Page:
Careful readers of footnoted — the type of folks who revel in reading the fine print — might have noticed that I haven’t been writing lately, even though if you Google footnoted you’ll see that it’s called “Michelle Leder’s Guide to What’s Hiding in SEC filings”. That’s because I had a baby boy — his name is Soren and his picture is to the left — in May and was taking some much-needed time off to get used to this new stage of life. Given that footnoted is nearly seven years old, the past 12 weeks were the longest period I’ve gone in quite a number of years without reading SEC filings. But Friday was my first day back. And, as pretty much everyone knows by now, Friday also saw some pretty shocking news from HP (HPQ).
The 8-K had all the makings of a footnoted classic: filed late on a Friday, just seven seconds before the SEC stops accepting filings for the day, a big management change at a big company and a lucrative separation agreement that pays Mark Hurd $12.2 million in cash plus millions more in options (the actual number is a bit harder to calculate given that the proxy is nearly 8 months old).
Honestly, it’s hard not to think of it as a gift-wrapped welcome back package — a baby gift of sorts — to the world of SEC filings. Many of the details have already been reported over the past three days, so there’s no need to recount them here. But one piece absolutely worth reading is my friend, Jeff Matthews’ insightful take on the Hurd Instinct to manage the numbers. Here’s a snip:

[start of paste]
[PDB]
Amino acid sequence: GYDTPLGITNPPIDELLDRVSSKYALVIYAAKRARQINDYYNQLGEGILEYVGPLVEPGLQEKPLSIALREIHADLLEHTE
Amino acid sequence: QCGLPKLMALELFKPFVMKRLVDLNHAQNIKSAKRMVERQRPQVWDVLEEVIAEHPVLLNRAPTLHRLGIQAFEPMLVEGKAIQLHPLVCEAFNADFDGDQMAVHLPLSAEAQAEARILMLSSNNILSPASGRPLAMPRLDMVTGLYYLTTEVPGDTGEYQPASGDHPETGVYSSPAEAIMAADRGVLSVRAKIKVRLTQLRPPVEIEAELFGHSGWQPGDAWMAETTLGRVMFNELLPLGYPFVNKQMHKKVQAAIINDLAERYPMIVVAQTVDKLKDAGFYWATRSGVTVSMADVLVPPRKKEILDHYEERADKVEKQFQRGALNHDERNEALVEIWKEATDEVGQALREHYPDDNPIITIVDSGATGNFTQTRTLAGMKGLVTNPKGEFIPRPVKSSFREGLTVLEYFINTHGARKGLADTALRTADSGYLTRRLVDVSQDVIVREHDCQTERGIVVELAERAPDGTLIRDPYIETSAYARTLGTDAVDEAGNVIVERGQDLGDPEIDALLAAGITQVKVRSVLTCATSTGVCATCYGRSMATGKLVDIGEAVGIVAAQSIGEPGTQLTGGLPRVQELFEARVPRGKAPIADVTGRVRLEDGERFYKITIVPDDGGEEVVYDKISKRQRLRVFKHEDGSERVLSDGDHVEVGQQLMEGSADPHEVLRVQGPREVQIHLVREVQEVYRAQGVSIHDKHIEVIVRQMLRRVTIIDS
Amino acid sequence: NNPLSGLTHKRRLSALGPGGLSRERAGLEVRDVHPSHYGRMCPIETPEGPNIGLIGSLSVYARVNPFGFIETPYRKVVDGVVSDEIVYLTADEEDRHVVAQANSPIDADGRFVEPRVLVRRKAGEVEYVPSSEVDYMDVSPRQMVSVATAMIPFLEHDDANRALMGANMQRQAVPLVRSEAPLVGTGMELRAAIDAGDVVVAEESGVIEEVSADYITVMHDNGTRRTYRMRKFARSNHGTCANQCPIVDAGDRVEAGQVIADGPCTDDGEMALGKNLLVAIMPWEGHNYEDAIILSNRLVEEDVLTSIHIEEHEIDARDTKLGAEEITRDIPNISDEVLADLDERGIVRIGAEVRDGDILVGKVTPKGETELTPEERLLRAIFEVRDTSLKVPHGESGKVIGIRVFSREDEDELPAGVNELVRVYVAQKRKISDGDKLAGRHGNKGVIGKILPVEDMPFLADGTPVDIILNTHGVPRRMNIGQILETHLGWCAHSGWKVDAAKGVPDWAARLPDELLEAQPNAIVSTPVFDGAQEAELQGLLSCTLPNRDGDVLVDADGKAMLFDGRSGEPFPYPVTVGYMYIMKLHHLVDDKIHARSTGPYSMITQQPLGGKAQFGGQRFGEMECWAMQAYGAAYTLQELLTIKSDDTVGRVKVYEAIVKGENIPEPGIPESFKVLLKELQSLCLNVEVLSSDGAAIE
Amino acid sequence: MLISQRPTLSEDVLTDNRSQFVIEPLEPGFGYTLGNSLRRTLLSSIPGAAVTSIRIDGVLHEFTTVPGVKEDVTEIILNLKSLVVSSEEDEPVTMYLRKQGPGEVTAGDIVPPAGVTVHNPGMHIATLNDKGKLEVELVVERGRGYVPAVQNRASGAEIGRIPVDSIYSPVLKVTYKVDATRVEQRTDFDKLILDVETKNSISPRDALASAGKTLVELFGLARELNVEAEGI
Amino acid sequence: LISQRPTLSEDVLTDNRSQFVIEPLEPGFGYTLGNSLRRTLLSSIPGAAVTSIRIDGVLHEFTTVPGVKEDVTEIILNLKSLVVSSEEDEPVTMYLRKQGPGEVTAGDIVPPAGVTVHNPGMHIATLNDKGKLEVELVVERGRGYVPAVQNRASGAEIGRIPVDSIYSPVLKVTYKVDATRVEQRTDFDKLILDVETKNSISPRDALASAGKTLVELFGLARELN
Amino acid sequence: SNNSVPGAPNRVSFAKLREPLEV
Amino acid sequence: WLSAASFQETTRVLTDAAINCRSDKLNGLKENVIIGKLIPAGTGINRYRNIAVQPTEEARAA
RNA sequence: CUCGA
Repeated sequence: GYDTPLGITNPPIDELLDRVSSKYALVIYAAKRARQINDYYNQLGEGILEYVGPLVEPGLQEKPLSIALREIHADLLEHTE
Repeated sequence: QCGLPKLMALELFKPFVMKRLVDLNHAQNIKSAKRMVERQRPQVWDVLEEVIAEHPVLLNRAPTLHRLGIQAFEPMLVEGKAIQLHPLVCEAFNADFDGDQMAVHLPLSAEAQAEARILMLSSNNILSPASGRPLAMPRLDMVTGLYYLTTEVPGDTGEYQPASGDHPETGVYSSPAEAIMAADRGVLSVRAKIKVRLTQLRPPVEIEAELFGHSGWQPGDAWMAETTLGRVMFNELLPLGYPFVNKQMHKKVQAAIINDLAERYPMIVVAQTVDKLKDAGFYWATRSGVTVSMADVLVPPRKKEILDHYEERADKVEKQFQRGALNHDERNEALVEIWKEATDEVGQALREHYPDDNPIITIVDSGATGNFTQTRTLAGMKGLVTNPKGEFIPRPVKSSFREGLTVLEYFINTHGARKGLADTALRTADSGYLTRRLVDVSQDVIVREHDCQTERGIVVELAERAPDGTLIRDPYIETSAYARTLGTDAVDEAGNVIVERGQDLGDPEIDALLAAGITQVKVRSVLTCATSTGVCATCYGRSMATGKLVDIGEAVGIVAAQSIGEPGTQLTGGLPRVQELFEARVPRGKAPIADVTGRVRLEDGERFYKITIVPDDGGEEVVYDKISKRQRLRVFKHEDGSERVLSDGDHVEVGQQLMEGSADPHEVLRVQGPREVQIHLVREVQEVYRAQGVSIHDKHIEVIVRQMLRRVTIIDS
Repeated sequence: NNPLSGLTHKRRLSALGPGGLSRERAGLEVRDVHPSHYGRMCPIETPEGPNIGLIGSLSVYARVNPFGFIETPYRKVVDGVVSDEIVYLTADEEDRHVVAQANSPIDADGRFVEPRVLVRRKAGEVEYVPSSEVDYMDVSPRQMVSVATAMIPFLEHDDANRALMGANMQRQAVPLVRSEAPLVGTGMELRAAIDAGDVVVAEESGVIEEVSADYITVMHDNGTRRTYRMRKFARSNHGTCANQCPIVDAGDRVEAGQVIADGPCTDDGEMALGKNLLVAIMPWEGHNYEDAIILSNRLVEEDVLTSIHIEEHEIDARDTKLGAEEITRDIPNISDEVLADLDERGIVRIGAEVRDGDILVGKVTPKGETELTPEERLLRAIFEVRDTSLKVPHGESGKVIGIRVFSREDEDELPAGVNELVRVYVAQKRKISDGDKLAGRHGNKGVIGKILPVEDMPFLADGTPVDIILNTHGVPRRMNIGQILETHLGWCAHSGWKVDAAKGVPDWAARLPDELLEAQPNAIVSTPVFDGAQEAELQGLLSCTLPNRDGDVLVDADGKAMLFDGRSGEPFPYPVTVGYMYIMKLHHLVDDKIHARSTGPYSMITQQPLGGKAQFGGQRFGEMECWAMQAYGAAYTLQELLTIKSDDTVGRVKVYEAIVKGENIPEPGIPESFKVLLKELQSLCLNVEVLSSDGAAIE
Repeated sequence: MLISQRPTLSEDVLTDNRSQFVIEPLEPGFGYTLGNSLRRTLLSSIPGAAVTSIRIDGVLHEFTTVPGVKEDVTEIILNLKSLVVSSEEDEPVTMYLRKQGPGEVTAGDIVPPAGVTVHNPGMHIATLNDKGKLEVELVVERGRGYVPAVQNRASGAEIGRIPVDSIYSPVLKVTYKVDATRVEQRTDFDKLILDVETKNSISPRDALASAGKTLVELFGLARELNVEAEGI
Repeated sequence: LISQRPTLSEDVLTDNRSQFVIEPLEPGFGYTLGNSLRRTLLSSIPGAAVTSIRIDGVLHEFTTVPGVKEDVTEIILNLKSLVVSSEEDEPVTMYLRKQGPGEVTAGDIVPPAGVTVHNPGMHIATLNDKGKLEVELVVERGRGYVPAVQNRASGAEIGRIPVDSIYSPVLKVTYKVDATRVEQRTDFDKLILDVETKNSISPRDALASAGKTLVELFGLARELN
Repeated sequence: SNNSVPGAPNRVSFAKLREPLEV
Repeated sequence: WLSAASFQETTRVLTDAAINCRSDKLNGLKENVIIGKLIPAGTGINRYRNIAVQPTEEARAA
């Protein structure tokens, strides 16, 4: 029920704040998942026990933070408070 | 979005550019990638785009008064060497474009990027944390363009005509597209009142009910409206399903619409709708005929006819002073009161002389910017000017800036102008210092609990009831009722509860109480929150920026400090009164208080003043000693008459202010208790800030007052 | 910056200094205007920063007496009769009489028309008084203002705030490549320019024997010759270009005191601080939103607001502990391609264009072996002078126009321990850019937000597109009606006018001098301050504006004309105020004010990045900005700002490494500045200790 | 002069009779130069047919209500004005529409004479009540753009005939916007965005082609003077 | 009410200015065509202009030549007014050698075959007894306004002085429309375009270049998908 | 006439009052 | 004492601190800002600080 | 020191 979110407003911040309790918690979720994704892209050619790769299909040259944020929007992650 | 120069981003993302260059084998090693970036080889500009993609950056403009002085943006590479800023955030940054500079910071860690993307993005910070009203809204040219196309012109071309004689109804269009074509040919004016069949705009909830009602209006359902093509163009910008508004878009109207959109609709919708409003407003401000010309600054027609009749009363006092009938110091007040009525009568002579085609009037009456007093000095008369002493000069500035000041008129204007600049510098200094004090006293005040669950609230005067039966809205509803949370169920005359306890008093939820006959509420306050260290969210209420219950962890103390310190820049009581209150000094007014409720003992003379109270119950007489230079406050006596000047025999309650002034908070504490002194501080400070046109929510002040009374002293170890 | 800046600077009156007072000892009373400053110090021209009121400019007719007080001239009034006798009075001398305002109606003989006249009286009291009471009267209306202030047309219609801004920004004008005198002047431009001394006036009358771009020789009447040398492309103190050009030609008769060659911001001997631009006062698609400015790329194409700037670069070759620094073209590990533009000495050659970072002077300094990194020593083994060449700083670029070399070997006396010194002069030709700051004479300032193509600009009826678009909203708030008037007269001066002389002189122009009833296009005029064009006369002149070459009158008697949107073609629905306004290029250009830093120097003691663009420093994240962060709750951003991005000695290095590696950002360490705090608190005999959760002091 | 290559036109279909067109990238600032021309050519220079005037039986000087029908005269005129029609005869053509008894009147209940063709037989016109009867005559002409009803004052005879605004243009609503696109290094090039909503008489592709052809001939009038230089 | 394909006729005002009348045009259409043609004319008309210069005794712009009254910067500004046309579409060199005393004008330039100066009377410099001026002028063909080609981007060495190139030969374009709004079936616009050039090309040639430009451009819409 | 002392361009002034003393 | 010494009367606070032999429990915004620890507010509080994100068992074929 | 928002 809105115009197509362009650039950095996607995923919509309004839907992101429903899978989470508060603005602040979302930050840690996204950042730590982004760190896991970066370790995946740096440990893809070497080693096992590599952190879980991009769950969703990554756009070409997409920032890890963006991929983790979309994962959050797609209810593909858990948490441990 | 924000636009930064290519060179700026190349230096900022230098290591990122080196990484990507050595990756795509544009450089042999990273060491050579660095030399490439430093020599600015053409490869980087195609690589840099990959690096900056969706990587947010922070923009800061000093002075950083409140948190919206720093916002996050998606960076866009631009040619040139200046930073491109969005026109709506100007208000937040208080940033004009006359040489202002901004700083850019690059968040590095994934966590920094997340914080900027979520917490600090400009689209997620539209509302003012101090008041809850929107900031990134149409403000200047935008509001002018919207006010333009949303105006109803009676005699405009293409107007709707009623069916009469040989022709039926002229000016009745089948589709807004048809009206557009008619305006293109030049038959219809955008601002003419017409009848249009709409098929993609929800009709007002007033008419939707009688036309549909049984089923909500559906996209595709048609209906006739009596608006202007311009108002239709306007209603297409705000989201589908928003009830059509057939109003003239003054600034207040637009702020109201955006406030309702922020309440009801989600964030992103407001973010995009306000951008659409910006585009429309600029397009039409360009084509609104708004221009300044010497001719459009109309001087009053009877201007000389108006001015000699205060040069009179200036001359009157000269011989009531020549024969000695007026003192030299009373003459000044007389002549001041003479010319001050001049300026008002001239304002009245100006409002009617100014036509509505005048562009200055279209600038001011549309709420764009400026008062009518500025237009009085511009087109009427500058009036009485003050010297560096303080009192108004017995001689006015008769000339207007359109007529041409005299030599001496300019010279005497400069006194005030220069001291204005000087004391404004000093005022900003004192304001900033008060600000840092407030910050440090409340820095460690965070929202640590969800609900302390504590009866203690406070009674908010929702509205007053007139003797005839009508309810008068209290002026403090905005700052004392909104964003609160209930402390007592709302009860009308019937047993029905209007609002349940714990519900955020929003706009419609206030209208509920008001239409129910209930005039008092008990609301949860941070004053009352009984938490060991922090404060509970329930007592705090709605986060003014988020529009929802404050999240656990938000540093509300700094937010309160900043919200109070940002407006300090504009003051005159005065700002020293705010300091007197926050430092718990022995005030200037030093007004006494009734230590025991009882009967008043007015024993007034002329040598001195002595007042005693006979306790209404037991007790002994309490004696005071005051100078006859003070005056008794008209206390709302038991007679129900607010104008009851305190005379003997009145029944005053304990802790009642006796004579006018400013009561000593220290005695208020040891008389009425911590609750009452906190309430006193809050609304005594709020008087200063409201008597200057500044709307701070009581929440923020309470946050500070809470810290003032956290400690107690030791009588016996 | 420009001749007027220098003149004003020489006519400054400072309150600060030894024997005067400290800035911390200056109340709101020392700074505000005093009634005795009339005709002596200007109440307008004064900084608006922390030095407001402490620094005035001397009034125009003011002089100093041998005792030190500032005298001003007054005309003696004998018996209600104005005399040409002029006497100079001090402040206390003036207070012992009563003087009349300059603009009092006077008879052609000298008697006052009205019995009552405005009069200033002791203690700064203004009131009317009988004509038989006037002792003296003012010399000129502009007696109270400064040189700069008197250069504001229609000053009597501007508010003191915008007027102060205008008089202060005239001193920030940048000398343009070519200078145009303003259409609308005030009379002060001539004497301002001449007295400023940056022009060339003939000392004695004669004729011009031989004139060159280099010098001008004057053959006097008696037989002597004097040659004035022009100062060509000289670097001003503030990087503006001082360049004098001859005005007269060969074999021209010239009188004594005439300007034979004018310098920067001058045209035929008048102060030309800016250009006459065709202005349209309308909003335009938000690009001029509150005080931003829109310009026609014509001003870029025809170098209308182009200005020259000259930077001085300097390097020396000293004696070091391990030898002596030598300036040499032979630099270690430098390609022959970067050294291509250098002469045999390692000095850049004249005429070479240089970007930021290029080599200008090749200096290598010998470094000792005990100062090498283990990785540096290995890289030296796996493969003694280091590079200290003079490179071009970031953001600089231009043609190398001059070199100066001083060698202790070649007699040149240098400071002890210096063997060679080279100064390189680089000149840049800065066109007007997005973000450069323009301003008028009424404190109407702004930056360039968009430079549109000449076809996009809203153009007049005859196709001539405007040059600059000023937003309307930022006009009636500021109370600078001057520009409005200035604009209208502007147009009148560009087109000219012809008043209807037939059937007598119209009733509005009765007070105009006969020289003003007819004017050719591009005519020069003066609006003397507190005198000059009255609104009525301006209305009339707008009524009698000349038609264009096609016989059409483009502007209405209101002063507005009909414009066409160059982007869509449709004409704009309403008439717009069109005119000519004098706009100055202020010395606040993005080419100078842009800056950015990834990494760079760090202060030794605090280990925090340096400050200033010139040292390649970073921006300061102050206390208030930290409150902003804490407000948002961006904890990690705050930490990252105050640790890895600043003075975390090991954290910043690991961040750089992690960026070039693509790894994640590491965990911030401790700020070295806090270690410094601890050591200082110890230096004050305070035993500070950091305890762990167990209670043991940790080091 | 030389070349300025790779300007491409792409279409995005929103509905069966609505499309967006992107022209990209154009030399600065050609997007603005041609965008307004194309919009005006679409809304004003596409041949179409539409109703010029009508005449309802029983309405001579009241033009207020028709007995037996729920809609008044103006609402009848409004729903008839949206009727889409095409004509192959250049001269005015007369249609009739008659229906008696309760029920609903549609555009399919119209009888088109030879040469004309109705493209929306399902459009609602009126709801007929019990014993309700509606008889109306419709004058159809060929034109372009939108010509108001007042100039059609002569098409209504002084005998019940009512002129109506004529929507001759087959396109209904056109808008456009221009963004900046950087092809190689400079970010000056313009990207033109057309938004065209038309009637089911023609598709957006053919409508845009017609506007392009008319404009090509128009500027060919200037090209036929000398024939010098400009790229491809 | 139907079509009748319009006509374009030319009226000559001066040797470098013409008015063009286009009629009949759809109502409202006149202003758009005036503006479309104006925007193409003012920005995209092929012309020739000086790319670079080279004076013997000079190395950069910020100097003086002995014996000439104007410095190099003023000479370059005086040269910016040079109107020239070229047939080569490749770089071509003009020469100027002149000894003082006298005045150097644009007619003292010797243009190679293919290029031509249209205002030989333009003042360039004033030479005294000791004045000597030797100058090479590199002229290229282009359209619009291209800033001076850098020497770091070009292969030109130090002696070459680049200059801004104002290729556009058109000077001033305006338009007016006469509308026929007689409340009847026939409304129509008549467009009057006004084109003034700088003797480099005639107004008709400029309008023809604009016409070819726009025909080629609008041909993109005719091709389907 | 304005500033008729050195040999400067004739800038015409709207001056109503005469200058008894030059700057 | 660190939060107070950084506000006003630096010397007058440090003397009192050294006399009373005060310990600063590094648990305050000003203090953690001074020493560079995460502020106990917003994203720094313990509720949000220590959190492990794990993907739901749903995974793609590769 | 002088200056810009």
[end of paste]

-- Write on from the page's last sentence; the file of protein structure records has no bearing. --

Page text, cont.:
The gist of our argument was simple: by reporting so-called “non-GAAP” earnings, HP was able to include good stuff from the EDS deal (EDS-related earnings), and exclude the bad stuff (EDS-related costs).
That kind of “non-GAAP” earnings management was a practice we thought had ended with the fall of Enron, WorldCom, and the many other Dot-com-era practioners of earnings fakery whose eventual falls from grace yielded losses for investors, howls of indignation from the halls of Congress, and calls for the elimination of “non-GAAP” earnings from the vocabulary of Wall Street’s Finest.
Yet HP was able to revive the practice, and make something of an art of it, with the complicity of Wall Street, its analyst community, and even the press: our Bloomberg, for example, reports only the non-GAAP earnings in its HP earnings page, without so much as an asterisk.
Of course, footnoted had done its own poking at HP over the years. But one piece that seems particularly prescient right now in light of the shared meals between Hurd and the recently named consultant, Jodie Fisher, is this post from nearly two years ago that talked about some hefty gross-ups for Hurd’s meal. As we noted at the time, we used some back-of-the-envelope math to come up with a total meal bill of $243K. Several days later, HP filed a revised proxy to say that $79,814 tax gross up that was originally reported was actually only $4,117, which we viewed with a healthy serving of skepticism. In light of the expense report dust-up — the given reason for Hurd’s sudden dismissal — it makes us wonder whether the initial number was closer to the mark. Then again, as Jeff points out in his piece, many of HP’s numbers were open to interpretation.
I’m glad to be back reading filings and appreciative of the hard work that Theo Francis, Sonya Hubbard and Jennifer Sun put in to keep the site going during my time off.
See more of what’s in the filings: Check out FootnotedPro, where we highlight unusual opportunities and potential problems well in advance of the market. For more information or to inquire about a trial subscription, email us at email@example.com.